The writing has been on the walls for some time, as the Senate Judiciary Committee has repeatedly failed to produce a revised version of S. 1720, the Senate version of patent reform. Over the past several months an announcement would come that the Senate Judiciary Committee would be releasing a Managers’ Amendment to the pending legislation, only to have that postponed time after time. Today, Senator Patrick Leahy (D-VT) announced what many have been expecting for weeks, namely that patent reform would be tabled due to lack of consensus. But Leahy’s announcement went further, noting that not only would the Committee not release the long awaited updated version of the bill, but that patent reform would be removed from the Committee calendar altogether.
While Senator Leahy said that he hopes to be able to return to patent reform this year, the legislative calendar does not look good. Now removed from the Committee calendar patent reform seems to dead for this Congress.
No vote will be taken on the Senate version of patent reform until the next draft is released and voted on by the Judiciary Committee, which doesn’t seem likely to happen anytime soon. Then if the Senate does pass patent reform it is guaranteed to be different than the version passed by the House of Representatives. Ordinarily one might suspect that would lead to a Conference between the House and Senate, but Judiciary bills are rarely, if ever, sent to Conference. That means even if the Senate passes patent reform the bill would bounce back to the House, and we could see an ensuing game of ping-pong, with greatly intensified lobbying by both sides. All the while legislative days are dwindling, and useful legislative days in advance of the November election are even more limited. Indeed, with this announcement today it seems that patent reform is now dead for 2014. The only hope proponents have is that patent reform will sneak back in a lame duck session of Congress, but I believe that hope to be somewhat far-fetched.
In Brooks Furniture Mfg., Inc. v. Du tailier Int’l, Inc., 393 F. 3d 1378 (2005), the United States Court of Appeals for the Federal Circuit held that “[a] case may be deemed exceptional” under § 285 only in two situations: (1) “when there has been some material inappropriate conduct,” or (2) when the litigation is both “brought in subjective bad faith” and “objectively baseless.” The question put before the Supreme Court was whether the Brooks Furniture framework is consistent with the statutory text.
In unanimous decisions delivered by Justice Sotomayor, the Supreme Court ruled that the Brooks Furniture framework was too restrictive and inconsistent with the text of § 285. With Octane Fitness the Supreme Court makes it easier for district courts to sanction plaintiffs for bringing meritless patent infringement suits, while Highmark makes it more difficult for the Federal Circuit to reverse district court decisions under the statute. Both cases were closely watched as both the private sector and Congress have been making efforts to quash the dramatic uptick in patent cases filed by non-practicing entities.
The US patent system has a storied history: written into the Constitution by Madison; the Patent Act itself written by Jefferson; and, requested to be passed in Washington’s first State of the Union speech. As a former speech writer for the Commissioner back in 1985, I had the fun task of finding little interesting factotums about the US patent system to add some flavor to whatever audience the Commissioner was addressing. Such facts might include: local inventors, known statewide innovative companies, or just interesting moments in the course of the system and its contribution to the development of the then brand new United States.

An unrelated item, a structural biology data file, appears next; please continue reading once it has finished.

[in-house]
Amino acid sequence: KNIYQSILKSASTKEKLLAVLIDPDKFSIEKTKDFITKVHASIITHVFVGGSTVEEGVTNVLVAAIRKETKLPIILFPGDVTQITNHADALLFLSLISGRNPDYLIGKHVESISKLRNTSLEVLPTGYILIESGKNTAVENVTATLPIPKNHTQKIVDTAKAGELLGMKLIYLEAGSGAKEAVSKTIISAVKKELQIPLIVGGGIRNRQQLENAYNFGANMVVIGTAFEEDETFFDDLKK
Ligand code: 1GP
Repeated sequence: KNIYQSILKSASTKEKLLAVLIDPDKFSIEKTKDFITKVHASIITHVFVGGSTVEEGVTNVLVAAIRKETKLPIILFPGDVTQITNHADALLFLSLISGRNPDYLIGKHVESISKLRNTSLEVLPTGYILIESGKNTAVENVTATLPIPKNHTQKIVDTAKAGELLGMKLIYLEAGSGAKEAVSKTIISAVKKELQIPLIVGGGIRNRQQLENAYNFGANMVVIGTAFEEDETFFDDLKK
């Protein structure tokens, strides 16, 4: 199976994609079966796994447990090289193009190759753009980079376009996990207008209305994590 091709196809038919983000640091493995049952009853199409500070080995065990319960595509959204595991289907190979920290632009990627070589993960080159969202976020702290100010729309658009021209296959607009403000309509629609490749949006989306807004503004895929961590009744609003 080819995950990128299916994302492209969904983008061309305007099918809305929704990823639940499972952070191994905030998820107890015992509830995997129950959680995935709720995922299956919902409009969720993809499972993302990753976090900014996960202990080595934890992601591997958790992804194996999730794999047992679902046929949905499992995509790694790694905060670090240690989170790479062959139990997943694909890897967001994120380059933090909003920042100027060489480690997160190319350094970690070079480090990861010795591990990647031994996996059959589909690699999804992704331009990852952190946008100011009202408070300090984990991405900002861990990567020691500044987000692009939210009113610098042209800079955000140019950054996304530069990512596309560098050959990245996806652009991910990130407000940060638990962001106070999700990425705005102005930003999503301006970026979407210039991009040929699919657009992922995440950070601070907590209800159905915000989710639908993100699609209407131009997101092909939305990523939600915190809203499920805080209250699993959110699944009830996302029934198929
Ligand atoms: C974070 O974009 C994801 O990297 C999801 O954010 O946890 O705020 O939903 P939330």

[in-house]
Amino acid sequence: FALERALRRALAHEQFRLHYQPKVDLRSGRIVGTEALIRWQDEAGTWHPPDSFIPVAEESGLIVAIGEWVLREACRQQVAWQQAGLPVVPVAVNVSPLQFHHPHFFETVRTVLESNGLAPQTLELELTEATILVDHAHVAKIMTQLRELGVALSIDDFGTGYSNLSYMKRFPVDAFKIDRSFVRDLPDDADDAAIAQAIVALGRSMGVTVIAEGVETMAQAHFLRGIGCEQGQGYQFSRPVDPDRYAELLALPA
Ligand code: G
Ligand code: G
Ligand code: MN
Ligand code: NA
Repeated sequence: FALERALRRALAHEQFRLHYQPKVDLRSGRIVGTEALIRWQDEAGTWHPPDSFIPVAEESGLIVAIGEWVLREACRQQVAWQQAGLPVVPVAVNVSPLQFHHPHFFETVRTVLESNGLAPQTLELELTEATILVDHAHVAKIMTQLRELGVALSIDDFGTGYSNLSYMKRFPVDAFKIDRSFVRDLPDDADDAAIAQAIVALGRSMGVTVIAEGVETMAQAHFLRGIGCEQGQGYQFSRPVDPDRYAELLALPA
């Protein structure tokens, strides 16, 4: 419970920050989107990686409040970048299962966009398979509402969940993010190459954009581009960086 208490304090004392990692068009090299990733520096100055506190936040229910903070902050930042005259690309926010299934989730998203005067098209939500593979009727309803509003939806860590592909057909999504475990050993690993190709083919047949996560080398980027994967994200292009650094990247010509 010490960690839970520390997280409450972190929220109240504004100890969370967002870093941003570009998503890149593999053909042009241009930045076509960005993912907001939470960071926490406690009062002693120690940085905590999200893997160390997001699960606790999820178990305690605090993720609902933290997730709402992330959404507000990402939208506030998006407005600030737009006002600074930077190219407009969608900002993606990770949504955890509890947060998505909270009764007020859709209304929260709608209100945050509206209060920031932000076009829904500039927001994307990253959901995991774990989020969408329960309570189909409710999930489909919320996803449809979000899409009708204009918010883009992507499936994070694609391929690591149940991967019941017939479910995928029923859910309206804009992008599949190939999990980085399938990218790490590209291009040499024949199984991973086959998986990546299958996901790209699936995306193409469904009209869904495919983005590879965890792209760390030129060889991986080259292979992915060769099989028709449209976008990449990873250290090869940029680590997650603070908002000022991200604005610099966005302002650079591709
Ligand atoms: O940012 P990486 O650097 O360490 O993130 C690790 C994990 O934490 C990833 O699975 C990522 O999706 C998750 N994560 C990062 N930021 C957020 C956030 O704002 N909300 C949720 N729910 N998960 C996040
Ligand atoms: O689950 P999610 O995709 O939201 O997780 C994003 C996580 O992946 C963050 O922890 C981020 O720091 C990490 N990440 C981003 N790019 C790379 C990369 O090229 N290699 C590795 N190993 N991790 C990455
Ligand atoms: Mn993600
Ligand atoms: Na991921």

Some fun stuff: Abraham Lincoln reckoned that, along with the invention of the printing press and Columbus discovery of America, the US patent system was among the three most important events in the history of the world. Of the 4 faces on Mt. Rushmore, 3 are inventors (Roosevelt is the exception); but, only Lincoln got a patent. The British burned pretty much everything in Washington that mattered in 1812; except, the Patent Office, around which they placed a guard. And so it goes.
Why am I resorting to the emotional heart strings; because the current round of patent reform is an existential threat to the US patent system. If these proposals pass, we will be left with a very, very expensive registration system in which the Fortune 50, and no one else, will be able to participate. In case no one has noticed, the Fortune 50 do not innovate (with few exceptions, it is those who will become the Fortune 50 that do the innovating) and so, the system ceases to exist. Let me explain.
Editorial Note: This article is a portion of a larger work by Andrew Baluch titled Patent Reform 2014, modified here for purposes of publication on IPWatchdog.com. Baluch’s article is a comprehensive review of pending legislation developments in Congress, the Executive Branch, the Courts and the States. For more specifically on fee-shifting please also see Will Fee Shifting Solve the Patent Troll Problem?
U.S. patent litigation has followed the centuries-old “American Rule” under which each party to a litigation pays its own legal fees and costs, regardless whether it wins or loses the litigation. A narrow exception exists in patent cases, but only in “exceptional cases” under 35 U.S.C. § 285, such as where the losing party engaged in litigation misconduct, or if the patent was fraudulently procured, or if the losing party raised arguments that were both objectively baseless and made in bad faith.
Despite the long tradition of litigants paying their own legal fees and costs, Congress has shown interest in changing the playing field and deviating from the American Rule in patent cases. This comes at a time when the U.S. Supreme Court is already considering two cases that relate to the definition of “exceptional cases” in § 285 that may well alter how this existing exception to the American Rule is applied in practice.